A population-based case-control study in Sweden reported a 30% decreased risk (OR = 0.7; 95% CI, 0.5–0.9) of endometrial cancer among women who had used any type of oral contraceptive; progestin-only pills were associated with a further reduction in risk by approximately 60% (OR = 0.4; 95% CI, 0.2–1.4). For women who reported 3 or more years of use of COCs, the OR was 0.5 (95% CI, 0.3–0.7) and continued to decline to OR = 0.2 (95% CI, 0.1–0.4) for women reporting 10 or more years of use. The risk of endometrial cancer decreased by 10% per year of COC utilization and was observed for atypical hyperplasias as well as for all grades of invasive tumors.[27]

Endometrial Cancer and Tamoxifen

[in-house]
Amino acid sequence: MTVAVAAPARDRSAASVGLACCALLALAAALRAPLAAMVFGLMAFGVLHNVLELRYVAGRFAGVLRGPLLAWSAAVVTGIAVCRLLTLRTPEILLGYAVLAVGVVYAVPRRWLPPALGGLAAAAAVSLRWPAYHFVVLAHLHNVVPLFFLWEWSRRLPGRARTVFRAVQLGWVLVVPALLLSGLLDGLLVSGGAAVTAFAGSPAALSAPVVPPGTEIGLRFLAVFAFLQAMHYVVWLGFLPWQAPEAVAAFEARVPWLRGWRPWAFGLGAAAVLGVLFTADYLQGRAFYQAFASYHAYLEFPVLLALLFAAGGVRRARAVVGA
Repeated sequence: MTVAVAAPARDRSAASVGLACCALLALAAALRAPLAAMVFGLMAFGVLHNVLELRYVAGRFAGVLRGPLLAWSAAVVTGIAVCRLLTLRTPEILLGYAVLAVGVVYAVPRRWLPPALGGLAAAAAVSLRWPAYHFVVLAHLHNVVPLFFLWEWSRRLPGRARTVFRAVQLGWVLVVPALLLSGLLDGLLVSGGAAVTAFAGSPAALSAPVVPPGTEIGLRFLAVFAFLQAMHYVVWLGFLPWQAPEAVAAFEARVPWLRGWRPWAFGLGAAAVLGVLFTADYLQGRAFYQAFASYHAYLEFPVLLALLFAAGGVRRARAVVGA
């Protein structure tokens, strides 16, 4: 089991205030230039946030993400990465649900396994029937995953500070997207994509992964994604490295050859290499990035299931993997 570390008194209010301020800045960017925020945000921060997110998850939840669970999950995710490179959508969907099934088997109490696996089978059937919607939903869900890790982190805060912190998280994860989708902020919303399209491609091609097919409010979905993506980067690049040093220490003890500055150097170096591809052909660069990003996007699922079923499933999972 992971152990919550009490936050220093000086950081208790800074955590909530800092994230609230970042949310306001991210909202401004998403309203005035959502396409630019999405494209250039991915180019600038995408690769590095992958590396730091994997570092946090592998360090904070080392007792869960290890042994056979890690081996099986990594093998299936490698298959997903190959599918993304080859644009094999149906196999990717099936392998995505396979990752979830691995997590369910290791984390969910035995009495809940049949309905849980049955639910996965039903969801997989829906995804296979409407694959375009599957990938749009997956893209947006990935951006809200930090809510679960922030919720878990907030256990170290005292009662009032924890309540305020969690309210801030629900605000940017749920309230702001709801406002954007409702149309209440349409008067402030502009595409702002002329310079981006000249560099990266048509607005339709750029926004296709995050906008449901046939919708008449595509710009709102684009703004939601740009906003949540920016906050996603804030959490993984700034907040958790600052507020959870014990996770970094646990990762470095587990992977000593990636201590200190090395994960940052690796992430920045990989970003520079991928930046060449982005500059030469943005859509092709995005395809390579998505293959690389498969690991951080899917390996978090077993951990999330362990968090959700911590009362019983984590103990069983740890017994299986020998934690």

Tamoxifen is a member of a group of drugs known as selective estrogen receptor modulators (SERMs) and recognized for divergent estrogen agonist and antagonist effects in different target organs. The association between endometrial cancer and tamoxifen was first recognized in 1985, when three cases of endometrial cancer were described in women who had been treated with tamoxifen for breast cancer.[28] Since then, confirmation of the association has been provided by results from randomized clinical trials using tamoxifen for breast cancer treatment and the Breast Cancer Prevention Trial.[29,30,31] The accumulating body of information about this association is further augmented by case-control,[32,33] observational, and laboratory studies.